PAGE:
Eye For Film >> Movies >> 28 Weeks Later (2007) DVD Review
28 Weeks Later
Reviewed by: Angus Wolfe MurrayRead Anton Bitel's film review of 28 Weeks Later
The commentary by Juan Carlos Fresnadillo (director) and Enrique Lopez-Lavigne (co-writer/co-producer) is eloquent, informative and serious (anecdote free). For those who appreciate the horse’s mouth and what emits from it, this will not disappoint.
Both Spaniards speak good English, although it is virtually impossible to tell them apart, not that it matters. Neither is remotely boring, nor inarticulate.
The Style of 28 Weeks Later borrows nothing from 28 Days Later, despite Danny Boyle’s involvement as second unit director. This time the filmmakers concentrate on reality, the family and survival. They don’t talk of zombies, only “the infected.” It is a subtle, yet vital difference.
Fresnadillo confesses to being “a real fan of submarine films,” which influences the way he shot the opening scenes in the locked down house, using a hand held camera and staying close to the actors. “The real challenge,” he says, “is to make the rest of the film better than this.”
There are only two Deleted Scenes, both important and quite long. The first is in the canteen with Robert Carlyle and the kids, immediately after he has told them what happened to their mother, when they meet the army doctor (Rose Byrne), and the second is when Andy (Mackintosh Muggleton) runs away from Tammy (Imogen Poots) in the Underground and gets on a train where he finds his mum, or imagines he does.
Code Red is a conventional Making Of featurette, using talking heads of the director, producers, actors and production designer. Certainly, it is better than most, mainly due to the quality of the sound bites and overall intelligence on display. After the box office success of 28 Days Later, producer Andrew Macdonald and the DNA crew avoid the Hollywood maxim of “same again, with bigger explosions” and take a risk by inviting the Spaniards to head the creative team. It pays off. This is an infinitely better film and they talk about it, without showing off.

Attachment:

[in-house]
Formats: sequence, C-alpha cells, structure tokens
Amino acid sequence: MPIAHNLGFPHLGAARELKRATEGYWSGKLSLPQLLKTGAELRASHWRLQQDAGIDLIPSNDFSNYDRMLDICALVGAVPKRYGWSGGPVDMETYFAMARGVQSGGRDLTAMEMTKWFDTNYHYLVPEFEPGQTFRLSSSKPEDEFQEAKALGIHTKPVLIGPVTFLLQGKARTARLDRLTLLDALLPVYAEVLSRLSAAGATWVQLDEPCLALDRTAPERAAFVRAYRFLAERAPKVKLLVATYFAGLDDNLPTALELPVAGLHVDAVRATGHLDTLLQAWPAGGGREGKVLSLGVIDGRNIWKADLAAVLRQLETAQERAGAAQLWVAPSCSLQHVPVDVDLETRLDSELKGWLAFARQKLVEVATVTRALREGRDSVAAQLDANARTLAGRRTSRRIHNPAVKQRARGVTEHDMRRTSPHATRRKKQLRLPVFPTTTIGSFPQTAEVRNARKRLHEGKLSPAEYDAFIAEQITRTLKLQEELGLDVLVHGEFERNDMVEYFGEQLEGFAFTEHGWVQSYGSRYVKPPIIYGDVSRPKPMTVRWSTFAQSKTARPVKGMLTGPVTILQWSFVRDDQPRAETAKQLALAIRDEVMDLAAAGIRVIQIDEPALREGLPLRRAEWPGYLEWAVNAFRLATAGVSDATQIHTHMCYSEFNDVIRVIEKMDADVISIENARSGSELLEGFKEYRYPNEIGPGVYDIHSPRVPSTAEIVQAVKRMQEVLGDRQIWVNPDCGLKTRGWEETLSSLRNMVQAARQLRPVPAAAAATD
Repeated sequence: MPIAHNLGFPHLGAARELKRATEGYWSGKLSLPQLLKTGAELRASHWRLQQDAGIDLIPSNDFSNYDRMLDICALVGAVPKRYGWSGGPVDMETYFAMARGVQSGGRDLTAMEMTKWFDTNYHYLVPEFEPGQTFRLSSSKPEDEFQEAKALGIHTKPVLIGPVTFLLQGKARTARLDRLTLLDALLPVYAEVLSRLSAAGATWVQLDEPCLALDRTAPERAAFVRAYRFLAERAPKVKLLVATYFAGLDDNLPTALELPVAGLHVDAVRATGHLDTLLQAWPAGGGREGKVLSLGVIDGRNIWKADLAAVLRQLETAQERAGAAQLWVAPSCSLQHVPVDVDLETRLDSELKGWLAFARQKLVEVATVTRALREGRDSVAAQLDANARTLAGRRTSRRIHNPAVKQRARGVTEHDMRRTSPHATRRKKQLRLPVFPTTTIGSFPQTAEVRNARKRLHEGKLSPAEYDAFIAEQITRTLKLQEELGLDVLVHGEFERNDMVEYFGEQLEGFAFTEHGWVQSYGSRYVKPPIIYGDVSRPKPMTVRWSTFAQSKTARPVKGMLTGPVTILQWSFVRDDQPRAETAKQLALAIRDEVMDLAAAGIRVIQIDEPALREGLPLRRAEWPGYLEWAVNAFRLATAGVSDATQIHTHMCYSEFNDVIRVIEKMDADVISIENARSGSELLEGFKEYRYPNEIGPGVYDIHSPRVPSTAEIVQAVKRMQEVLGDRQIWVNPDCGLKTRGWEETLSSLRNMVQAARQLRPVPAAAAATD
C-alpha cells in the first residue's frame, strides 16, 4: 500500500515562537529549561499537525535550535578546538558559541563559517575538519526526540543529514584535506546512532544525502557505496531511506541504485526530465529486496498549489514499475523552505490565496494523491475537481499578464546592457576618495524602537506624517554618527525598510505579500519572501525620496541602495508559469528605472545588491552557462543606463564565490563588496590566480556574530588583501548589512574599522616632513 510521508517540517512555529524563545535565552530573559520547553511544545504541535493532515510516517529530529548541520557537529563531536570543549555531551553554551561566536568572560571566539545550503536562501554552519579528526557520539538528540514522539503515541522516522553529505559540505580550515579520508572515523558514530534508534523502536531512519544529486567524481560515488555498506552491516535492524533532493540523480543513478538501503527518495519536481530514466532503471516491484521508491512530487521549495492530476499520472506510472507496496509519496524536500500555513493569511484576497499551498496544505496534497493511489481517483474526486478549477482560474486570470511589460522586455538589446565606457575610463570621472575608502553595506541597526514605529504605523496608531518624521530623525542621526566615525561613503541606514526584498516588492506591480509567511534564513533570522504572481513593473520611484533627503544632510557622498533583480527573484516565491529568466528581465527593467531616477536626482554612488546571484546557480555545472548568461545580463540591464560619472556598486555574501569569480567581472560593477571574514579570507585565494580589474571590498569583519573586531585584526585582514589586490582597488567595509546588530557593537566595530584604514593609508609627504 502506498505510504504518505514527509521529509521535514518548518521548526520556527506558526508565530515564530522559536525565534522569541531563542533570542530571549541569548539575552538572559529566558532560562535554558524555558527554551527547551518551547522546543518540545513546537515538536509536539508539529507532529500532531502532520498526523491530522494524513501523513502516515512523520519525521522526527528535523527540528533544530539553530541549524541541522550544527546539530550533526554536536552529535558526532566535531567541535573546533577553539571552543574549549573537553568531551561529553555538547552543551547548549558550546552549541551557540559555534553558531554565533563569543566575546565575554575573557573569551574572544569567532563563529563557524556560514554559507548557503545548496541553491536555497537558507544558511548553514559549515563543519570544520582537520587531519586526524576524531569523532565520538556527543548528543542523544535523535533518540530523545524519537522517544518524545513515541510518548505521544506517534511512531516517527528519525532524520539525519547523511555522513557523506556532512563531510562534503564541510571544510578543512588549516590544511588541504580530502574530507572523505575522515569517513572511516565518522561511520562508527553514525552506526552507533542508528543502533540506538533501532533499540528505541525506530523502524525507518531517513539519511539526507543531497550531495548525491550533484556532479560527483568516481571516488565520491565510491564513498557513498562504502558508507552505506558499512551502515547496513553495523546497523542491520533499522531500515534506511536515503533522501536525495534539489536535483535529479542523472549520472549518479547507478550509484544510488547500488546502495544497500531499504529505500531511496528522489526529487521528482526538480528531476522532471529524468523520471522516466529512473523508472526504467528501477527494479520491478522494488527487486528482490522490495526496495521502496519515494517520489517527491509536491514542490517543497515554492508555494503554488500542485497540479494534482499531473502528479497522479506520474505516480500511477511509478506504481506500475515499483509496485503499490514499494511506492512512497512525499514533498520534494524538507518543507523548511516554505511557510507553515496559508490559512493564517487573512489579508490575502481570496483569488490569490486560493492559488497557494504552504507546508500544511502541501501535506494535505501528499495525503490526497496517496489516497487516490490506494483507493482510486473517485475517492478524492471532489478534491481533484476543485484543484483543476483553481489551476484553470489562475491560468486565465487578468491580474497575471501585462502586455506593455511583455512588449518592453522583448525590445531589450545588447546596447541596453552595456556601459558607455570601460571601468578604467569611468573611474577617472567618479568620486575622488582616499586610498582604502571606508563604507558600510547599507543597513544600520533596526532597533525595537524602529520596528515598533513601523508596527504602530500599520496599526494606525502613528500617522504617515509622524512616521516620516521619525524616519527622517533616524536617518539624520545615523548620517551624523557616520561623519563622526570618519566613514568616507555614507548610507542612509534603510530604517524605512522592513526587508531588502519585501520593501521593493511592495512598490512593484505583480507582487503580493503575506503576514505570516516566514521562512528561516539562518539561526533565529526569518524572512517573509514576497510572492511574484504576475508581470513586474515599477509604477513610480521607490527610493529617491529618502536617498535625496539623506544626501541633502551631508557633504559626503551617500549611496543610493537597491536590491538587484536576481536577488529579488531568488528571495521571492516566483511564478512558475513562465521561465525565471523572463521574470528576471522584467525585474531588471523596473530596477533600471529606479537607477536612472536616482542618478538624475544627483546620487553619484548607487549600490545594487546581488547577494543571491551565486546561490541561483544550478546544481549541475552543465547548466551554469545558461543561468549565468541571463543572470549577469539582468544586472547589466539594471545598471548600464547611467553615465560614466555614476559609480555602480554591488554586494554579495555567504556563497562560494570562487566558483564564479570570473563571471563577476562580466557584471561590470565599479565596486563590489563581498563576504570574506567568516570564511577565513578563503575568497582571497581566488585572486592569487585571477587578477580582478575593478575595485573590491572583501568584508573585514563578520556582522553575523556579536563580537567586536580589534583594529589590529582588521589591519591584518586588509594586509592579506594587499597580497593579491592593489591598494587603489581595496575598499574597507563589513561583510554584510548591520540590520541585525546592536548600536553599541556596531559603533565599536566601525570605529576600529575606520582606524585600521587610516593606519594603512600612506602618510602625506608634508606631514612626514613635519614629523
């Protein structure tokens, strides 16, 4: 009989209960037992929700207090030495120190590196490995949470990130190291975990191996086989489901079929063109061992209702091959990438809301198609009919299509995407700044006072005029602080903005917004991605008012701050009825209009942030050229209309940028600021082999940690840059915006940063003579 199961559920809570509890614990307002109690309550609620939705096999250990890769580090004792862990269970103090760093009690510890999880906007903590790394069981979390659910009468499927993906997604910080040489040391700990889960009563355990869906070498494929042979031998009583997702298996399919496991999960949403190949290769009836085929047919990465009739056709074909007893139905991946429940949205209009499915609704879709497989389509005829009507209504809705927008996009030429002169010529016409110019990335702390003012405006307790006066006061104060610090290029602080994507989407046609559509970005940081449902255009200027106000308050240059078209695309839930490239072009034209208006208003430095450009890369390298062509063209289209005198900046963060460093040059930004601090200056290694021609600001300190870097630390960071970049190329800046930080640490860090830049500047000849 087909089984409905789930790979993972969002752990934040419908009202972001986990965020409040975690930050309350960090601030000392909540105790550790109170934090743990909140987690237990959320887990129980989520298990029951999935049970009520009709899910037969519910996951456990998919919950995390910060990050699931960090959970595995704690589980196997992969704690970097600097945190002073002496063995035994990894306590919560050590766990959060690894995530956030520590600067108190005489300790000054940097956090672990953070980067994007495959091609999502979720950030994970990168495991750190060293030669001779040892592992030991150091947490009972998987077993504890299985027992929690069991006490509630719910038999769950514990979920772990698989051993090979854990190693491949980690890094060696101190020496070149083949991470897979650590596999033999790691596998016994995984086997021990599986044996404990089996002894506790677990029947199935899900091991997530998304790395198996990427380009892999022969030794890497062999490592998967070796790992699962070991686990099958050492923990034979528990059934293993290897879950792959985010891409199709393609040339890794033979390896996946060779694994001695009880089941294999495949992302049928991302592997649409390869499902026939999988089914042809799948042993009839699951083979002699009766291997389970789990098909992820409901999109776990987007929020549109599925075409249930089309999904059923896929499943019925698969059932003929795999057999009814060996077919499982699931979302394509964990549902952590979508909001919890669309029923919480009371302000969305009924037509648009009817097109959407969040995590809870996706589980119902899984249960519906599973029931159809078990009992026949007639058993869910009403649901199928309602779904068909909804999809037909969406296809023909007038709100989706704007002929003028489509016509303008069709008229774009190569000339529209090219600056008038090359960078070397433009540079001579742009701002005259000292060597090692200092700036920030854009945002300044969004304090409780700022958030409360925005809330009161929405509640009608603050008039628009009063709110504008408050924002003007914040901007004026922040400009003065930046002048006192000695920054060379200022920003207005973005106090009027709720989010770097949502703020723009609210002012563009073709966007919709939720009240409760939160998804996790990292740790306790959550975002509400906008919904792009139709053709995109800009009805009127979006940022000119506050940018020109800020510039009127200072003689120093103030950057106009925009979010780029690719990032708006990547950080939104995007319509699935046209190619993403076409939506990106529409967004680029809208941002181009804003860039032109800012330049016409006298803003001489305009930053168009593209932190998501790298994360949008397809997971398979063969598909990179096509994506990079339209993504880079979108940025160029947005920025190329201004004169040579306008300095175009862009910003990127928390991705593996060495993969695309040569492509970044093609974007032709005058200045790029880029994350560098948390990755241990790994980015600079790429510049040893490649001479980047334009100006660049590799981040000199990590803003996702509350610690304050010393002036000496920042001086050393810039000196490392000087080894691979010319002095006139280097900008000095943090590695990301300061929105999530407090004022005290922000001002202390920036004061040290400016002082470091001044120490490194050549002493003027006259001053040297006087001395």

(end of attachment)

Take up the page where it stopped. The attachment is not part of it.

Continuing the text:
The Infected featurette goes into some detail about how the zombies – they don’t call them that – were trained and filmed – fast, with the cameraman running beside them. Byrne and Jeremy Renner, who plays a US Marine sniper, said the experience of being chased by these deranged, blood thirsty creatures was hilarious. The director, meanwhile, concerns himself with their rage (“Like animals”). The effect on the audience is chilling.
Getting Into The Action is exactly that. As a relatively low budget horror film which involves a virus that instantaneously changes a normal person into a savage killer after being bitten – the vampire theme, only magnified and speeded up – has to recreate an empty city and the violent response of the US military to suppress a resurgence of The Infected with awesome power. Shooting in London was not easy, Macdonald divulges, because of terrorist restrictions, not to mention the tight schedule. Fresnadillo’s calm and politeness towards his actors throughout is impressive.
28 Days Later:The Aftermath - Stage 1 and 28 Days Later: The Aftermath - Stage 3 are animated comic book strips that don’t seem to have anything to do with 28 Weeks Later.Reviewed on: 29 Sep 2007